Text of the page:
INSIDE BINGHAMTON UNIVERSITY
SUNY honors Bromley, Skormin
By : By Katie Ellis
The State University of New York Board of Trustees recently announced the appointment of Karen Bromley as distinguished teaching professor and Victor Skormin as distinguished service professor. The distinguished designation is the highest academic rank in the SUNY system and recognizes Bromley and Skormin for their accomplishments and ongoing commitment to excellence in teaching and public service, respectively.
Bromley, professor and director of the Division of Education, “is committed to developing the next generation of teachers in a nurturing, supportive and experiential environment,” President Lois B. DeFleur wrote in her nomination letter. “An outstanding and inspiring classroom teacher, she is known for bringing the classroom alive for her students.”
Bromley, who earned her master’s in education from SUNY Potsdam and her doctorate in early childhood/elementary education and reading from the University of Maryland, is known as an expert in the fields of reading and literacy. Her current research focuses on the relationship between reading and writing. She’s pleased to be honored with the distinguished ranking, and credits her colleagues and the staff in the School of Education and Human Development with helping her to achieve the ranking and become a better teacher.
Recognized with the New York State Reading Association’s Reading Educator Award (1992) and the Chancellor’s Award for Excellence in Teaching (1999), Bromley values connecting with students in the classroom. “I know I’ll continue to try to listen to my students and be aware of new research in the field so I can continue to improve my teaching,” she said.
As society and culture change, reading and literacy are exciting fields to be in, Bromley said. “Books and paper are beginning to share the stage with reading in cyberspace and it’s shifted how we become better readers,” she added. “It’s exciting. I’m becoming literate always.”
Skormin, professor of electrical and computer engineering, is a true “ambassador of the University” who has created new partnerships locally, nationally and internationally that promote the campus, the SUNY system and his professional discipline, DeFleur wrote in his nomination letter.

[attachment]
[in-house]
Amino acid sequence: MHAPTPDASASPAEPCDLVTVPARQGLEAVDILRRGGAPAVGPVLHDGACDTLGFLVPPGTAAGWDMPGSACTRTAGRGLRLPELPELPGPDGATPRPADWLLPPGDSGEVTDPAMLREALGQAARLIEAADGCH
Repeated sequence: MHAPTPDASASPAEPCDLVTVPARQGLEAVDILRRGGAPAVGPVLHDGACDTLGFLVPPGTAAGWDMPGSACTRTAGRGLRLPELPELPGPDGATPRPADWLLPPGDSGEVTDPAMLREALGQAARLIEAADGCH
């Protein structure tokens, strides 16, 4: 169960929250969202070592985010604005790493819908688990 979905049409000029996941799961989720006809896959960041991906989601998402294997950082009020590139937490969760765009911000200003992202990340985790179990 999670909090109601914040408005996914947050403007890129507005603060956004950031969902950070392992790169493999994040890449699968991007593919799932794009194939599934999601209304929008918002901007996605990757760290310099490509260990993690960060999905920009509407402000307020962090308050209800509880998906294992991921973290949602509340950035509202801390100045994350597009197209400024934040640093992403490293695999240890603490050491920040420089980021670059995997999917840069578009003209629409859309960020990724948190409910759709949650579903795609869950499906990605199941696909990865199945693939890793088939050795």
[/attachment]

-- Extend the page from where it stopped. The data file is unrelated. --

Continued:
Skormin said “a professor has to have a position from which to profess, and this is an additional enhancement of my position.” He believes he did the right thing when he left Russia 20 years ago to come to Binghamton. Russia is “a part of the world that is not progressing,” but from his position at Binghamton, he has worked to establish new and innovative partnerships across the world, highlighting the research and opportunities at Binghamton and within the SUNY system.
The key contact for Binghamton with the Air Force Research Laboratory in Rome, N.Y., Skormin also founded the University’s Center for Advanced Information Technologies. He earned his master’s degree in electrical engineering from the Polytechnic Institute in Alma-Ata, then part of the Soviet Union, and his doctorate in process control from the Institute of Steel in Moscow. Skormin was appointed an honorary professor of the Kazak National Technical University in Kazakhstan (1999) and elected a member of the Russian Academy of Navigation and Motion Control Sciences (2002), but he believes that, in spite of his strong Russian accent, he was born American and his spirit is American. “There is something special about being American, being responsible for your actions, exercising initiative, being confident in what you do and don’t know,” he said.
Skormin is “proud and touched” by the distinguished designation, but considers the enrollment of the son of a former student one of his highest professional achievements. He taught the father in the master’s program when he first arrived at Binghamton and the son will attend as an undergraduate this fall. “I think this is one of the nicest appreciations of what I have done,” Skormin said. “He is successful and at BAE Systems and now he wants his son to learn from me and be successful, too.”